In a week filled with governance-focused goodness, four posts stand out as essential board reading.
The nonprofit board’s mission mandate (Kevin Monroe)
This may be my all-time favorite post by Kevin. It articulates so brilliantly the critical importance of centering governance in the mission. He takes it a step further, though, in sharing real, meaningful ways to make it part of the board’s routine and its very being as a leadership group. These aren’t of the “X easy tips to…” variety, but significant ways to center the board in the organization’s purpose.
Getting board members to give (June Bradham)
The headline fails to spotlight the ultimate message of this wonderful post. How often do we stop to ask what it is that our board members really want from their generous contributions of leadership, talent and time? June asked the question and emerged with “nine truths about what board members really want from their experience.” The simplicity of that list is striking. Every “truth” is absolutely attainable, if we make the investment in our board members that they deserve. We fail them – and our organizations – if we do not make the effort to understand what drives individuals to serve and provide that fuel for effective governance.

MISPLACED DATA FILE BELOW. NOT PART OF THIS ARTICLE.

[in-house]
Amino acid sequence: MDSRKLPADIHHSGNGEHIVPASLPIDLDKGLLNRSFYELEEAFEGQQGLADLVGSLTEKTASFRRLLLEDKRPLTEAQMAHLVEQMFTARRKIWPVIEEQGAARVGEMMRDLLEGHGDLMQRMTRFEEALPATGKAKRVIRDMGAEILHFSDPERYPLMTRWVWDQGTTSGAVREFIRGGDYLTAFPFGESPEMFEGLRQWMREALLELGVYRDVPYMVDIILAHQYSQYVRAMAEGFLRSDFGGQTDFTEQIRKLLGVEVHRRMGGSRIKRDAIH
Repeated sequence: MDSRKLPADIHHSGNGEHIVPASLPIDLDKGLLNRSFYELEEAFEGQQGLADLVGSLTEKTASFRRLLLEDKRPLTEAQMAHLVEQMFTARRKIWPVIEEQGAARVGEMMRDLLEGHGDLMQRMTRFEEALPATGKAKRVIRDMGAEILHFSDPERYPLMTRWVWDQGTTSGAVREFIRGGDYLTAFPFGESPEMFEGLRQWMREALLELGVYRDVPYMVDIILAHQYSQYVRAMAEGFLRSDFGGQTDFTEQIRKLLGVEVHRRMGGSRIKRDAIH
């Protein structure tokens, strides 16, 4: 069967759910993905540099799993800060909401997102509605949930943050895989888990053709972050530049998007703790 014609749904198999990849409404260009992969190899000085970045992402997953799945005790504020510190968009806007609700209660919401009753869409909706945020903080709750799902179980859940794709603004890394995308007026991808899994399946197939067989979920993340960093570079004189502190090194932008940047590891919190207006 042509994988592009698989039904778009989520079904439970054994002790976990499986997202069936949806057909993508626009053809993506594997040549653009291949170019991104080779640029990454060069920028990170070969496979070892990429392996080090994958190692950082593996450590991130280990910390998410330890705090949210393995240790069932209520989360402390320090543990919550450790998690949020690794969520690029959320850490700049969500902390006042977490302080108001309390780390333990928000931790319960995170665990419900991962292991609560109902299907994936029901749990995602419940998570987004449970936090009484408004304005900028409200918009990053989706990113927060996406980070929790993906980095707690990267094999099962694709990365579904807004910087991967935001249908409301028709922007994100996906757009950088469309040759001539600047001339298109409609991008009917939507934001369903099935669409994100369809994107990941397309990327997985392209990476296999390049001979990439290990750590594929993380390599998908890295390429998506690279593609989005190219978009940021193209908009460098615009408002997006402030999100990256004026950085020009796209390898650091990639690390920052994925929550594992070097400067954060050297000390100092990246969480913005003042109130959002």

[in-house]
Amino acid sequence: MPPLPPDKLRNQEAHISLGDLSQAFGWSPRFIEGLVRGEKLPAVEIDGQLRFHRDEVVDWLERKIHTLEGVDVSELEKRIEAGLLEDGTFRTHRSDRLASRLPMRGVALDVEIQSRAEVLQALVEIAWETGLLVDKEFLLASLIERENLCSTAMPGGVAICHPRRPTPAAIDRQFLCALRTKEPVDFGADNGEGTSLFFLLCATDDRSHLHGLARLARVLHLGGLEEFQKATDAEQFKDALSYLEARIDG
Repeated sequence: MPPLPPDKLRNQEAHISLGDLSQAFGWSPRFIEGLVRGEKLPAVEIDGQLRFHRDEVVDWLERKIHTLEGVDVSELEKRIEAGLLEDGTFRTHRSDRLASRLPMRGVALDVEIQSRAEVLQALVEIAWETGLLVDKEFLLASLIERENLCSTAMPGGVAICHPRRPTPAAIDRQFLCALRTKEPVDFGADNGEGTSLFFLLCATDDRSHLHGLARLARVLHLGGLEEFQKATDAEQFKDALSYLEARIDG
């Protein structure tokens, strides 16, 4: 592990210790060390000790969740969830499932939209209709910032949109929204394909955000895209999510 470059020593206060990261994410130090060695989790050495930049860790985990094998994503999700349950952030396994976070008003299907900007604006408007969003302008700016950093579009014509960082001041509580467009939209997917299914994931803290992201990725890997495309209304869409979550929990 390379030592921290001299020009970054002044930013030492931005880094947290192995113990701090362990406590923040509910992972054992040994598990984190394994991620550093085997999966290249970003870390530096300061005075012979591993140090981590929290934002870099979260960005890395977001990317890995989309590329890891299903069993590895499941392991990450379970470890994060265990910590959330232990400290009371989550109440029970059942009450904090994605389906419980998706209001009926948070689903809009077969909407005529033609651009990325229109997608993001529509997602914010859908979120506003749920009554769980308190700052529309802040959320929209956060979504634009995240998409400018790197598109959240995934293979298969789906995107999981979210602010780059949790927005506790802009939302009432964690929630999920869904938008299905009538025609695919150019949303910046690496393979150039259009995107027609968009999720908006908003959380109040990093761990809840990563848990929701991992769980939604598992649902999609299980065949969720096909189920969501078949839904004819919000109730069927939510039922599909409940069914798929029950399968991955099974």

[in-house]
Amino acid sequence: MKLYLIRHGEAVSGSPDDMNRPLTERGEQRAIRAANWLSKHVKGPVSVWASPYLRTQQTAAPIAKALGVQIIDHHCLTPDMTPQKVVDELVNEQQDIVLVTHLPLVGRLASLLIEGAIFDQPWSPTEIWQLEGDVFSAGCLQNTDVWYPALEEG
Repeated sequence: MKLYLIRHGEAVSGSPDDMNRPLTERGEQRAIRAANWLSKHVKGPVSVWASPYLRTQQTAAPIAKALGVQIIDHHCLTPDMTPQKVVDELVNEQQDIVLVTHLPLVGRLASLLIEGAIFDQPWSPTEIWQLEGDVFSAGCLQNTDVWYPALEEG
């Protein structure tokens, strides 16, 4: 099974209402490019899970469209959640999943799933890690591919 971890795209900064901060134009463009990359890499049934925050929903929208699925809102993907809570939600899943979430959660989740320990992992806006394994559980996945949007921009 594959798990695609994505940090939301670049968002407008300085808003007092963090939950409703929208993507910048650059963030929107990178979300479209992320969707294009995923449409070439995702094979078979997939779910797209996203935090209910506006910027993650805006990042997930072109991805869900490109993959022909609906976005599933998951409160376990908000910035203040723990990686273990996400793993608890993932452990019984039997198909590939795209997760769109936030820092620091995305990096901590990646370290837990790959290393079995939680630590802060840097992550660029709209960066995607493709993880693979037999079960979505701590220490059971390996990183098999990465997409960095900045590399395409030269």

Engage your board sooner (Alice Korngold)
One of the most essential roles of governance is accountability for the financial health of the organization. It’s also probably the area where boards are most tentative and least likely to embrace their legitimate leadership role. Alice summarizes perfectly survey data that make the case for pushing boards to engage early and deeply in understanding and accepting their fiduciary responsibilities.
The 2 hats board members wear (501 Videos)
Is selling raffle tickets part of the board’s job? How about working the registration desk at your annual fundraiser? Volunteering to take a hotline shift? Board members’ generosity in donating time to a cause about which they are passionate is not uncommon. But not all of that work qualifies as governance, and the blurring of the lines can be incredibly problematic. This video does a good job of raising the question and offering insight into how to handle the potentially tricky divide.